The world is watching with bated breath as England and New Zealand sweat it out to clinch the coveted ICC World Cup 2019. Winning such events often boosts the reputation of a country. But money too, plays a major motivating factor for some players.
Cricket enjoys a massive fan following across countries and invites a record number of viewership especially when it comes to the ICC World Cup.
The cricketing event that happens every four years has the maximum prize money on line. This year too, the prize money is ₹69.6 crore – the winners will take home $4 million (₹27.4 crore) and the runners-up $2 million (₹13.7 crore).
For the uninitiated, the cash award may appear a huge amount, but in reality it is not when compared to other sports.
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Take for example the other two events lined up today – a Super Sunday- the Wimbledon men’s final and 2019 British Grand Prix.
The Wimbledon has a total prize money of $49 million dollars (₹4.9 crore), with the winner of the men’s or women’s singles taking home a cool $3.14 million (₹21.5 crore). The All England Club in a first has brought about parity in price money for both men and women.
The whooping purse for the winner pales in comparison to the winners of the FIFA World Cup. The football event – which surpasses in viewership even compared to the Olympics – has a price money of ₹2,786 crore.
Captain of the Indian cricket team Virat Kohli, the only Indian sportsperson in the Forbes 100 richest athletes stands last on list with earnings of $27 million (₹187 crore). The top spot has been bagged by iconic footballer, Lionel Messi with $127 million (₹870 crore).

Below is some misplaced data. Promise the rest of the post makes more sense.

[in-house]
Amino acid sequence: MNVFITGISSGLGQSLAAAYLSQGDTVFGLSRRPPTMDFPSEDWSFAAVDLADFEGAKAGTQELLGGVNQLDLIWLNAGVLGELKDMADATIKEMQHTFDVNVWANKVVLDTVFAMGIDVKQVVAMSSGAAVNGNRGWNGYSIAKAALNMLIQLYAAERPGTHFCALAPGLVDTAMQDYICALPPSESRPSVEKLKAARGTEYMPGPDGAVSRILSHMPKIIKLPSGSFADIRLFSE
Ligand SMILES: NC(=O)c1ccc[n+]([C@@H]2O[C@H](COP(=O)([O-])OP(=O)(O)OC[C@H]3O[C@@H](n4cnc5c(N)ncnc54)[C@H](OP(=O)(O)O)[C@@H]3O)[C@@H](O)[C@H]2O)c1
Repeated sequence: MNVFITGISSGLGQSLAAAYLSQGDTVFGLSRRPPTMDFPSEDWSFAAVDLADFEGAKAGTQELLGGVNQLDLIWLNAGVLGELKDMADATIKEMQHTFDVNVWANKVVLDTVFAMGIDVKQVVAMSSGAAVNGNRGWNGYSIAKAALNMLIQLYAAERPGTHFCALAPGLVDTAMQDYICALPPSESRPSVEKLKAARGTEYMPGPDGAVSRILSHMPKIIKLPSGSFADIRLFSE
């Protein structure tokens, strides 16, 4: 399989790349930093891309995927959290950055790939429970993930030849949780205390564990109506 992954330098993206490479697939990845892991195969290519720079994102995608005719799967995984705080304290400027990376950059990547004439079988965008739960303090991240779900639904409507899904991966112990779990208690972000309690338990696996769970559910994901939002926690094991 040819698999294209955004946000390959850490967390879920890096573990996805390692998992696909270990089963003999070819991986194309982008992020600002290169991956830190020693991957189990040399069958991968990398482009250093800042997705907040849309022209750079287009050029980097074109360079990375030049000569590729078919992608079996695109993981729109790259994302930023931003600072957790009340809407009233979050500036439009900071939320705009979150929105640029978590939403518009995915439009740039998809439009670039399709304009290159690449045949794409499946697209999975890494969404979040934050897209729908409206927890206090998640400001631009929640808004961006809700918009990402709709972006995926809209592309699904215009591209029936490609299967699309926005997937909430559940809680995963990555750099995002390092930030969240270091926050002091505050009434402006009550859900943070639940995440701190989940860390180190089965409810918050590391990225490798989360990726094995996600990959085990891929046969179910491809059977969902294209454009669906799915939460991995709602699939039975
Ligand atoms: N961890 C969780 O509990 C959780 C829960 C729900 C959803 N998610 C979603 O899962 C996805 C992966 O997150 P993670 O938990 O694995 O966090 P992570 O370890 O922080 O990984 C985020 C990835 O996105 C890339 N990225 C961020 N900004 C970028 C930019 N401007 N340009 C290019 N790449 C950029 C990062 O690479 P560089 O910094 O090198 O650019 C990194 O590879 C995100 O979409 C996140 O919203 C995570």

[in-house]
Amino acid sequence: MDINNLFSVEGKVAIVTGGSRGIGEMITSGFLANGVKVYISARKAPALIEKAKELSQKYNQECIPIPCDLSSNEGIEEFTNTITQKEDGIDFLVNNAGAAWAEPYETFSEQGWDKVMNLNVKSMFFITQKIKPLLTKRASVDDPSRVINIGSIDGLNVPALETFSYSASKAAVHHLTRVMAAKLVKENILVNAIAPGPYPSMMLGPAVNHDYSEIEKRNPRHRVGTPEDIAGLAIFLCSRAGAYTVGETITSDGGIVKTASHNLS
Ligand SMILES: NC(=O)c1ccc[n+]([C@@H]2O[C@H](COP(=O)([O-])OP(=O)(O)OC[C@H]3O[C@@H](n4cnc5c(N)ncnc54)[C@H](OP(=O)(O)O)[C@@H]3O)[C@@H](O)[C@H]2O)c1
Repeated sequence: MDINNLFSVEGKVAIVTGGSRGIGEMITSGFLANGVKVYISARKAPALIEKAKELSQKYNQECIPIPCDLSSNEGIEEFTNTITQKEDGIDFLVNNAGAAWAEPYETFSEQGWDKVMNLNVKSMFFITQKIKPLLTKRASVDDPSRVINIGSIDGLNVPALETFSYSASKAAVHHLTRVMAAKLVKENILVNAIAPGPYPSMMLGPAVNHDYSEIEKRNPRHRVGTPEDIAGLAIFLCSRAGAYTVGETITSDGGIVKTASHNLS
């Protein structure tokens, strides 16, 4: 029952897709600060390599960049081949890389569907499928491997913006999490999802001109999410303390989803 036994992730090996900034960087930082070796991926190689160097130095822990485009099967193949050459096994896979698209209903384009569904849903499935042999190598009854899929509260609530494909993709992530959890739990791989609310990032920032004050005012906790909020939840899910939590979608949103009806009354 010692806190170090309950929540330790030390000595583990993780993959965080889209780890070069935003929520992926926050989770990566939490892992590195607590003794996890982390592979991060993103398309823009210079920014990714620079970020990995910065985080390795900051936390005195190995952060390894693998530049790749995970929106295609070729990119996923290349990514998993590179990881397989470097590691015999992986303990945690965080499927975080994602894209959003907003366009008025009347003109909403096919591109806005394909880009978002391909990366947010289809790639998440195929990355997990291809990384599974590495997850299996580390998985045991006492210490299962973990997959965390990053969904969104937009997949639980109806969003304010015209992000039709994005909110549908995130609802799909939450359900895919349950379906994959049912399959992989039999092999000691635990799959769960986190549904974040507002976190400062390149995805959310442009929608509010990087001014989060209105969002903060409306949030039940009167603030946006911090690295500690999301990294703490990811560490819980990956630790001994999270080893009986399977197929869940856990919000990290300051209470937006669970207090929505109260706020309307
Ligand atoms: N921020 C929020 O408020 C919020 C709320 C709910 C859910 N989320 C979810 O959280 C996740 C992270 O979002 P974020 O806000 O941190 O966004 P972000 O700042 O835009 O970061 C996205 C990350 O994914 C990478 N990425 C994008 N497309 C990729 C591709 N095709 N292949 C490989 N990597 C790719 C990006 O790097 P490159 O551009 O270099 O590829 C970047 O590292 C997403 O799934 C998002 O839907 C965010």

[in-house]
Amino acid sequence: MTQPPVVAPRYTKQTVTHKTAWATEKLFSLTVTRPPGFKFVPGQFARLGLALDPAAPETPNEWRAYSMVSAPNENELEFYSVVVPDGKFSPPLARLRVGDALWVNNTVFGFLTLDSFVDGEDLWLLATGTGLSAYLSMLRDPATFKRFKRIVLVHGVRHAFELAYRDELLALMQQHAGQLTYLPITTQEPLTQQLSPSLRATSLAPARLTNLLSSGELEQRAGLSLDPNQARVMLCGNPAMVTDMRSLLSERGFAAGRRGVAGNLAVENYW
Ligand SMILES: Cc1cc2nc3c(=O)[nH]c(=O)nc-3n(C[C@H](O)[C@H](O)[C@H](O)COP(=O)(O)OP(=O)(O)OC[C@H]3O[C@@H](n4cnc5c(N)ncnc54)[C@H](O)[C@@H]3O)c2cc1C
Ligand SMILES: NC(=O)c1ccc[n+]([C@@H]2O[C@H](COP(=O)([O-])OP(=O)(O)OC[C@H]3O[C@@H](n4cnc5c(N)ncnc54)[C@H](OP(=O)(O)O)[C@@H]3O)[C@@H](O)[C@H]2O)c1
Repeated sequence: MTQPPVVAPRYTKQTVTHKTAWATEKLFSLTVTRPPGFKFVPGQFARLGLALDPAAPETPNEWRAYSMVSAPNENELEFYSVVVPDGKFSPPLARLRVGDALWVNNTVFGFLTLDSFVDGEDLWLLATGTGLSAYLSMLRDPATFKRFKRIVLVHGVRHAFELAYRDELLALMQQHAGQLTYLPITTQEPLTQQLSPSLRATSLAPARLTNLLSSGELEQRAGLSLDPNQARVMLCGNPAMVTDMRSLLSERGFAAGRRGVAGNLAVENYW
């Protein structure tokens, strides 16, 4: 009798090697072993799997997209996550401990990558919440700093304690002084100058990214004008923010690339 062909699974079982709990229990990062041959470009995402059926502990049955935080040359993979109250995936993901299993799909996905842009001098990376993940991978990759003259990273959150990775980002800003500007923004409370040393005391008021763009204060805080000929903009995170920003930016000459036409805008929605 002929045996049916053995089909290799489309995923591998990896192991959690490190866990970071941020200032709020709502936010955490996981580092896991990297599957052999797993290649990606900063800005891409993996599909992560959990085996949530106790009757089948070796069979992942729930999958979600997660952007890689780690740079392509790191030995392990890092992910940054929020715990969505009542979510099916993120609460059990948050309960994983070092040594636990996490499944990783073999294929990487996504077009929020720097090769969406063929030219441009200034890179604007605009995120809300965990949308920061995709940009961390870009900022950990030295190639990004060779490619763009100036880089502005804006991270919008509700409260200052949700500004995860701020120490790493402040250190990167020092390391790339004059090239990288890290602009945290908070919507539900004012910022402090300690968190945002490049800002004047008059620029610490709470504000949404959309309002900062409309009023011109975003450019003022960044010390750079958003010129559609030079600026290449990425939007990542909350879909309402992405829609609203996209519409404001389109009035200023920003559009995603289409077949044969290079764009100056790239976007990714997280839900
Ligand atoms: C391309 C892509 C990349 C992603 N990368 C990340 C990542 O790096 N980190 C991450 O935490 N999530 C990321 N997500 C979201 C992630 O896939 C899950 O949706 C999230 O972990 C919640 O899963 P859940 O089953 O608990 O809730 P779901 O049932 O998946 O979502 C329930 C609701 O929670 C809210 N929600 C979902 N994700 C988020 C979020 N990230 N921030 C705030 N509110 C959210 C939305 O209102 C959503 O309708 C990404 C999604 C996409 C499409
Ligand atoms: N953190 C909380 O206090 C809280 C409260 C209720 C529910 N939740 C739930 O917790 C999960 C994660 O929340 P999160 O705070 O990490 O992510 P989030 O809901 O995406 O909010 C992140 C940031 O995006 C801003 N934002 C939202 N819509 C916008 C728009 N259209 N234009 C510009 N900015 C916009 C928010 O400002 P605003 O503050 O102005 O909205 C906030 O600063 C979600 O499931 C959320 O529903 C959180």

The huge gap between Kohli and Messi is a testament to the fact that cricketers aren’t as rich as people believe them to be.
When The Federal spoke to Lakshmipathy Balaji, the current bowling coach of the Chennai Super Kings, about the disparity in earning of cricketers and other players, he said it is not justified to compare the two sports.
“Cricket has, for the longest time, been played by Commonwealth countries, and even though it has been around for a long time it has only now started to become widespread in countries like China and USA,” Balaji said.
He said cricket needs infrastructure and other technical aspects like umpires and deciding authorities, whereas football and tennis can be played easily anywhere. The accessibility is what makes them more famous and the involvement of many countries is what makes the sports lucrative.
While football and tennis have reached all the corners of the world, F1 is still a rich man’s sport. The huge involvement of money and brands like Ferrari, Mercedes, and Red Bull (Honda Power engines) also ensure good returns.
An F1 commercial rights holder expects to share a prize pot of $1,004 m (₹6,800 crore) between the teams in today’s British Grand Prix.